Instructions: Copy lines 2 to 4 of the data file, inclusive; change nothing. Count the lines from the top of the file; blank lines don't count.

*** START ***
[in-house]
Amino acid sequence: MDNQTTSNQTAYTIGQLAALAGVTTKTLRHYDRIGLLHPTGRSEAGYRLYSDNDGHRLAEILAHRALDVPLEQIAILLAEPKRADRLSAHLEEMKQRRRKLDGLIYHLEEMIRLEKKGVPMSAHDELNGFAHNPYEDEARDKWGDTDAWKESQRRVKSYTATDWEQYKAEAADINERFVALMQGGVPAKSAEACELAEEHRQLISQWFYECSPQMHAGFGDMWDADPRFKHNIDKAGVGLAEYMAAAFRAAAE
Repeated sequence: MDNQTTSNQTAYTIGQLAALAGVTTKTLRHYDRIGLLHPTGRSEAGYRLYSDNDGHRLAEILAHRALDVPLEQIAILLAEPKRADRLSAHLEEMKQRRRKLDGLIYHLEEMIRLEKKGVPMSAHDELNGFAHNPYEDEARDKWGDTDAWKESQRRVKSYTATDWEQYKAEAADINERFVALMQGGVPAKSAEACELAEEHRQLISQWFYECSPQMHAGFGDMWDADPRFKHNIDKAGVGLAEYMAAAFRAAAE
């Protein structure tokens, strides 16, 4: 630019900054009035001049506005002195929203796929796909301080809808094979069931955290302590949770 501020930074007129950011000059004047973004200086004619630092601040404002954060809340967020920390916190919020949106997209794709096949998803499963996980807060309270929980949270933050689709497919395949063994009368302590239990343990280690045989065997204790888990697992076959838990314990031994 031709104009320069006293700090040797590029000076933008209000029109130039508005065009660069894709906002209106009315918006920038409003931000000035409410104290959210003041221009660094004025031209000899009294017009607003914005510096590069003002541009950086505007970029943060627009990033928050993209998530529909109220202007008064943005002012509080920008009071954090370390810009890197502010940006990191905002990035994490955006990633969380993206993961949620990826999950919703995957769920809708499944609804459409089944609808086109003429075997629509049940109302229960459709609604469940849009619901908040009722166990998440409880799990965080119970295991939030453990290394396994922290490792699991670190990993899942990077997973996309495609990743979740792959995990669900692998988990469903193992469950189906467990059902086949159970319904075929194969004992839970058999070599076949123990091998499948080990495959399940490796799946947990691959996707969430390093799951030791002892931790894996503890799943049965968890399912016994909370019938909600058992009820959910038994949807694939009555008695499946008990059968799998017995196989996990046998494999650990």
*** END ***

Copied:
Amino acid sequence: MDNQTTSNQTAYTIGQLAALAGVTTKTLRHYDRIGLLHPTGRSEAGYRLYSDNDGHRLAEILAHRALDVPLEQIAILLAEPKRADRLSAHLEEMKQRRRKLDGLIYHLEEMIRLEKKGVPMSAHDELNGFAHNPYEDEARDKWGDTDAWKESQRRVKSYTATDWEQYKAEAADINERFVALMQGGVPAKSAEACELAEEHRQLISQWFYECSPQMHAGFGDMWDADPRFKHNIDKAGVGLAEYMAAAFRAAAE
Repeated sequence: MDNQTTSNQTAYTIGQLAALAGVTTKTLRHYDRIGLLHPTGRSEAGYRLYSDNDGHRLAEILAHRALDVPLEQIAILLAEPKRADRLSAHLEEMKQRRRKLDGLIYHLEEMIRLEKKGVPMSAHDELNGFAHNPYEDEARDKWGDTDAWKESQRRVKSYTATDWEQYKAEAADINERFVALMQGGVPAKSAEACELAEEHRQLISQWFYECSPQMHAGFGDMWDADPRFKHNIDKAGVGLAEYMAAAFRAAAE
């Protein structure tokens, strides 16, 4: 630019900054009035001049506005002195929203796929796909301080809808094979069931955290302590949770 501020930074007129950011000059004047973004200086004619630092601040404002954060809340967020920390916190919020949106997209794709096949998803499963996980807060309270929980949270933050689709497919395949063994009368302590239990343990280690045989065997204790888990697992076959838990314990031994 031709104009320069006293700090040797590029000076933008209000029109130039508005065009660069894709906002209106009315918006920038409003931000000035409410104290959210003041221009660094004025031209000899009294017009607003914005510096590069003002541009950086505007970029943060627009990033928050993209998530529909109220202007008064943005002012509080920008009071954090370390810009890197502010940006990191905002990035994490955006990633969380993206993961949620990826999950919703995957769920809708499944609804459409089944609808086109003429075997629509049940109302229960459709609604469940849009619901908040009722166990998440409880799990965080119970295991939030453990290394396994922290490792699991670190990993899942990077997973996309495609990743979740792959995990669900692998988990469903193992469950189906467990059902086949159970319904075929194969004992839970058999070599076949123990091998499948080990495959399940490796799946947990691959996707969430390093799951030791002892931790894996503890799943049965968890399912016994909370019938909600058992009820959910038994949807694939009555008695499946008990059968799998017995196989996990046998494999650990």